May 10, 2022
Dr. Peter Doshi, a man with a number of respected credentials in the medical field, has expressed some concerns about the integrity of data used in Pfizer’s vaccine trials.
The news was reported in the Naked Emperor’s Newsletter Substack post which discussed an April 6 meeting of the Food and Drug Administration’s Vaccines and Related Biological Products Advisory Committee. During the meeting’s Open Public Hearing Session, where members of the public can provide their own findings and information to the FDA, Dr. Doshi called in to present his own results.
Doshi has a respected reputation in the medical field, is an associate professor of pharmaceutical health at the University of Maryland School of Pharmacy, and is a senior editor at the prestigious British Medical Journal.
According to his faculty page at the University of Maryland, Doshi’s “research focuses on the drug approval process, how the risks and benefits of medical products are communicated, and improving the credibility and accuracy of evidence synthesis and biomedical publications.”
In other words, Doshi isn’t just some kook who called in for yucks—he is a distinguished scientist with a great deal of institutional credibility.
So it’s important to listen when Dr. Doshi spoke to the FDA about the case of Brook Jackson, a whistle-blower from the privately-owned clinical research company Ventavia, which oversaw Pfizer’s vaccine trials. Jackson’s testimony indicated the “unblinding” of trial participants.
Blinding in pharmaceutical and medical trials is designed to eliminate the bias of expectation, which could influence the research findings in the trial. Unblinding, therefore, calls into question the accuracy of any trials in which this may have occurred.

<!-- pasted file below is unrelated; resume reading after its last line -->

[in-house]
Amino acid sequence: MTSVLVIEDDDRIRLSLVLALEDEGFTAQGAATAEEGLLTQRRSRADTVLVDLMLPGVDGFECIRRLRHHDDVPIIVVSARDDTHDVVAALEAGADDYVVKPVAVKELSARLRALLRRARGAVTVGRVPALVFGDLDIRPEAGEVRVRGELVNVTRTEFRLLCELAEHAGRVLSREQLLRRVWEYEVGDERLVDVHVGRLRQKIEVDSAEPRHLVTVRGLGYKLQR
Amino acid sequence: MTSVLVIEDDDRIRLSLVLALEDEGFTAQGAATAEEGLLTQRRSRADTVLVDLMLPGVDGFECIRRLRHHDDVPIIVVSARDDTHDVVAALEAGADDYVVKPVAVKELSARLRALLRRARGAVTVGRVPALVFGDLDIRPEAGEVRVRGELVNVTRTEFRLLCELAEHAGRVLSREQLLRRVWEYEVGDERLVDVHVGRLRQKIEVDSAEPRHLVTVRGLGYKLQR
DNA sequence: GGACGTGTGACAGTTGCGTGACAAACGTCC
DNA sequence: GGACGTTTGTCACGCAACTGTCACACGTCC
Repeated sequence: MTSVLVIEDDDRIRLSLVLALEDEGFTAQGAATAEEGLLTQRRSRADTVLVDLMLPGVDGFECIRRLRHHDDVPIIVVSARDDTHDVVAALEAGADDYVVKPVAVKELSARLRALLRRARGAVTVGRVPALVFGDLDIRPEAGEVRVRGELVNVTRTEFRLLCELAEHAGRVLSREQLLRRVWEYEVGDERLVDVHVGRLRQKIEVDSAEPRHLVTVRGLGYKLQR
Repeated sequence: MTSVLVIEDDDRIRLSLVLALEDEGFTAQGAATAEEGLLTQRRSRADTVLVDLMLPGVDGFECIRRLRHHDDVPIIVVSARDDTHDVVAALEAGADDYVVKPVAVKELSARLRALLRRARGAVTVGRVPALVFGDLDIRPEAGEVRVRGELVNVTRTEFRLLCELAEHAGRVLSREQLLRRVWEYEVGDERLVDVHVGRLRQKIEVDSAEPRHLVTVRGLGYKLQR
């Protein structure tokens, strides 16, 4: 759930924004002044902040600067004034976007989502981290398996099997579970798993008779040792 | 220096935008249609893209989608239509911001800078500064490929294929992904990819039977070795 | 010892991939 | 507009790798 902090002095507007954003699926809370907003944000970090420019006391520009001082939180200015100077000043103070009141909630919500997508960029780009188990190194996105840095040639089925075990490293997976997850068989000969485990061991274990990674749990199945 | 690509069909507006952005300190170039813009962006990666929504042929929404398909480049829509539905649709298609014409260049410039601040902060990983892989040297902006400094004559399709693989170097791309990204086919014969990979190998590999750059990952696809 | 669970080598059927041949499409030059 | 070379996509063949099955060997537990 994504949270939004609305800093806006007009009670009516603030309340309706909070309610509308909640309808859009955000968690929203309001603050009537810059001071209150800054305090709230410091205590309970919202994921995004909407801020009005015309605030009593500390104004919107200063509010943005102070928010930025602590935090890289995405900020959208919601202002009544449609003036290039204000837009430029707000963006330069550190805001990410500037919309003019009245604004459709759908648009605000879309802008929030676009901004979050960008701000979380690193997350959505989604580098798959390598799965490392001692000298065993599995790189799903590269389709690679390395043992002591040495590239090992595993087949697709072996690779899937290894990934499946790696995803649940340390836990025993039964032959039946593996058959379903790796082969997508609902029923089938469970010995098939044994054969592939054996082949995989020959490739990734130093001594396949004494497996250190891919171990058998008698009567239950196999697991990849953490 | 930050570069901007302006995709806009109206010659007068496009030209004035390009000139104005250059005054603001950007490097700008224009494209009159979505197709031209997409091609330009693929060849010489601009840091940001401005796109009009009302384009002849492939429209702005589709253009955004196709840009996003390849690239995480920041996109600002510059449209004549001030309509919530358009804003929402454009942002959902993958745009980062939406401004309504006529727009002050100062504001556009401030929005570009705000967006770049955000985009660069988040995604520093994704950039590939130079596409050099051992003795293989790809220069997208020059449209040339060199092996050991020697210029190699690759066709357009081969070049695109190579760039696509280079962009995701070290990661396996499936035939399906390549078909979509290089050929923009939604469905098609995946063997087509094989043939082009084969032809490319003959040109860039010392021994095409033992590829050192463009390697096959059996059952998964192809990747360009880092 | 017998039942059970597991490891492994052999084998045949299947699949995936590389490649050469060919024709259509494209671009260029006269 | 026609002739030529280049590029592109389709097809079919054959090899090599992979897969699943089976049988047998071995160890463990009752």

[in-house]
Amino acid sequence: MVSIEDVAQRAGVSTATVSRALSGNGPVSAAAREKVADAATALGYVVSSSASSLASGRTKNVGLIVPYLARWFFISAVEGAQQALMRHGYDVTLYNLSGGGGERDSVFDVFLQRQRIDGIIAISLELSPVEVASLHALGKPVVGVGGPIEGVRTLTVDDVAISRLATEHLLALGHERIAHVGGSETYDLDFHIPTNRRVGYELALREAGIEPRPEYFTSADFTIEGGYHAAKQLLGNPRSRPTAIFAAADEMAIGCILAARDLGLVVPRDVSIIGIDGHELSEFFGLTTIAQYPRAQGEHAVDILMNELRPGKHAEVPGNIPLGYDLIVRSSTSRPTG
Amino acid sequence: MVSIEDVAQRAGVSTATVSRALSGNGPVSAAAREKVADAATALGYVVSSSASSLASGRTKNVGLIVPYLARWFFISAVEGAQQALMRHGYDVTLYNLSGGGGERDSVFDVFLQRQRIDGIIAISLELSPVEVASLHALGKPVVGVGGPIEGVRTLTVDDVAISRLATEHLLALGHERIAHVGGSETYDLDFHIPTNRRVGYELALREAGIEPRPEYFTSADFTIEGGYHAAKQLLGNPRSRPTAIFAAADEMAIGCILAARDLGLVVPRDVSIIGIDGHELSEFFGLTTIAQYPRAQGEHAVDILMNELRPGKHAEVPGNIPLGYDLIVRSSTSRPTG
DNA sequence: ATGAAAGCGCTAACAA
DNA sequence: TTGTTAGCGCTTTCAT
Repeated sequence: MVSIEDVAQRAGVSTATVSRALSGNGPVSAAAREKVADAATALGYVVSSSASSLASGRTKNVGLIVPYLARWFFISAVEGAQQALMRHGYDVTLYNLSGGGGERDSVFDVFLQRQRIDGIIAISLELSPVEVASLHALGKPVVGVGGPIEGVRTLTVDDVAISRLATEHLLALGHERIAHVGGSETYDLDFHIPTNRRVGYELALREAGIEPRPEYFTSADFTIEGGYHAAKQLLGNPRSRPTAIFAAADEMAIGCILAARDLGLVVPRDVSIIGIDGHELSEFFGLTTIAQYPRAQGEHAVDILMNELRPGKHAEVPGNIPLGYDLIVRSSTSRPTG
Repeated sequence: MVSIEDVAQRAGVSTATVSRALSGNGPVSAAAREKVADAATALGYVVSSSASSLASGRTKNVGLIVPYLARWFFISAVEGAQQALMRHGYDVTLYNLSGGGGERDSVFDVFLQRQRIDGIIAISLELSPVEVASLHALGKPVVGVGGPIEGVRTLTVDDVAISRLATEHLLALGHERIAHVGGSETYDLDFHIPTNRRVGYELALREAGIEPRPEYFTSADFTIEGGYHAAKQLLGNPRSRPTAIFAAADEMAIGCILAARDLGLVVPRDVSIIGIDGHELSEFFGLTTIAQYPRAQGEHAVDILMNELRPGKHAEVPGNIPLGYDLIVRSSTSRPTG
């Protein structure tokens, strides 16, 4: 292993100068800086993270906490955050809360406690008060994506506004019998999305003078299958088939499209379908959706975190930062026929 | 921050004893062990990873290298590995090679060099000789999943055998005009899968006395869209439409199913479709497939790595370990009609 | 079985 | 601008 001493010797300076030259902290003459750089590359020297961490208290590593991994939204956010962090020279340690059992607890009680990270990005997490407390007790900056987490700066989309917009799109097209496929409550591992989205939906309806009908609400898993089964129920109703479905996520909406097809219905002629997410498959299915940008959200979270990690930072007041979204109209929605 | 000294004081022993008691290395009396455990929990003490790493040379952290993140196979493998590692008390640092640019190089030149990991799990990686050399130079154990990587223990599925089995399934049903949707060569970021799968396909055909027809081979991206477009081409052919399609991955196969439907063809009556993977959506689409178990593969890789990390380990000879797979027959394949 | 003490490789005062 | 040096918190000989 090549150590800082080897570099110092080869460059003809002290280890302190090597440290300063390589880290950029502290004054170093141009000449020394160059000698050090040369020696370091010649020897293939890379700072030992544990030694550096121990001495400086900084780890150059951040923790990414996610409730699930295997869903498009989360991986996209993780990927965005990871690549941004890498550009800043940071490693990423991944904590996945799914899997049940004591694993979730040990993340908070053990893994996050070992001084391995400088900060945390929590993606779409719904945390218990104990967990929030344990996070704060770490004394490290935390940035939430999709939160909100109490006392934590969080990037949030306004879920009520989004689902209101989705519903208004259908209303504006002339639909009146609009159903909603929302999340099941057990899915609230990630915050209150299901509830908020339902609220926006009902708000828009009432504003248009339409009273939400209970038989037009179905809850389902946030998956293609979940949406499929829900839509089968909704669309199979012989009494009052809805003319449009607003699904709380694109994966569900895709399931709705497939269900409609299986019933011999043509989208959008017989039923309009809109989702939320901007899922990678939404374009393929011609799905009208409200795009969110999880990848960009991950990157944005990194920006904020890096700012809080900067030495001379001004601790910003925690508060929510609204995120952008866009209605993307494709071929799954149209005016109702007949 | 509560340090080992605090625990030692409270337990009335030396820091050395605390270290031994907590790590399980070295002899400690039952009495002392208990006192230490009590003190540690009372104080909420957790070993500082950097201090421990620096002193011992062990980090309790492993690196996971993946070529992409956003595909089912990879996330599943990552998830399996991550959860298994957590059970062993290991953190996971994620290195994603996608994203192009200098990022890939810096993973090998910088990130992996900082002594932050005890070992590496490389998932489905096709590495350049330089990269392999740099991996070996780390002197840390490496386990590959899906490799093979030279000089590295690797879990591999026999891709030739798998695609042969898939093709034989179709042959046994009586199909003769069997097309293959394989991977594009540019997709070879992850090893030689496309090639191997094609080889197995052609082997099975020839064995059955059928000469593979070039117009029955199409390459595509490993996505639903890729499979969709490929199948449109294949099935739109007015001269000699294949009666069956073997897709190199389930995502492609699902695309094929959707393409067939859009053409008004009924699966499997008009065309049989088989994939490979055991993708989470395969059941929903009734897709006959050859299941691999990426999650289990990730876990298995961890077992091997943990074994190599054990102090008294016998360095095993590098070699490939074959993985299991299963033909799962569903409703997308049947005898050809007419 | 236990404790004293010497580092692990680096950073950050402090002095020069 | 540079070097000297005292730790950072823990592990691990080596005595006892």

Doshi explained the situation in his comments to the FDA.
“Last November,” he said, “The BMJ [British Medical Journal] reported the disclosures of a whistle-blower named Brook Jackson, who worked for Ventavia, a contract research company that ran three of the clinical trial sites for Pfizer’s vaccine. Jackson alleged the company had falsified data, unblinded patients, employed inadequately trained vaccinators, and was slow to follow up on adverse events. She provided The BMJ with company emails, internal documents, text messages, photos and recordings of her conversations with company employees.”
During his presentation, Doshi provided photographs that allegedly corroborated Jackson’s claims, including pictures of vaccine packaging materials lying around that clearly indicate who the manufacturer was, and which should only have been seen by “unblinded” staff. Doshi also indicated that the unblinding existed on a large scale during the trials.
“Unblinding,” Doshi continued, “as I think everybody knows, creates serious concerns about data integrity…In the heat of a pandemic, it’s not hard to imagine that corners were cut and mistakes were made. Some mistakes are benign, but others carry serious consequences to data integrity. One hopes Ventavia is an extreme outlier, but we need more than just hope. We need evidence that the data were dealt with properly. We need regulatory oversight.”
“Trustworthy science requires data transparency,” he added. “It’s been over a year, but anonymized participant-level data remain inaccessible to doctors, researchers, and the public. The public paid for these products, and the public takes on the balance of benefits and harms post-vaccination. The public has a right to data transparency, and FDA has an obligation to act. Thank you.”
Amidst the scientific jargon and technical terminology, it’s clear that Doshi is raising concerns about the objectivity of the trials used to determine the efficacy of Pfizer’s vaccine. And it’s not Pfizer alone—Doshi also mentions Moderna, claiming that the FDA only inspected one of the company’s 99 trial sites after more than a year.You can watch Dr. Doshi’s presentation in the video below, which begins at the 5:34 mark.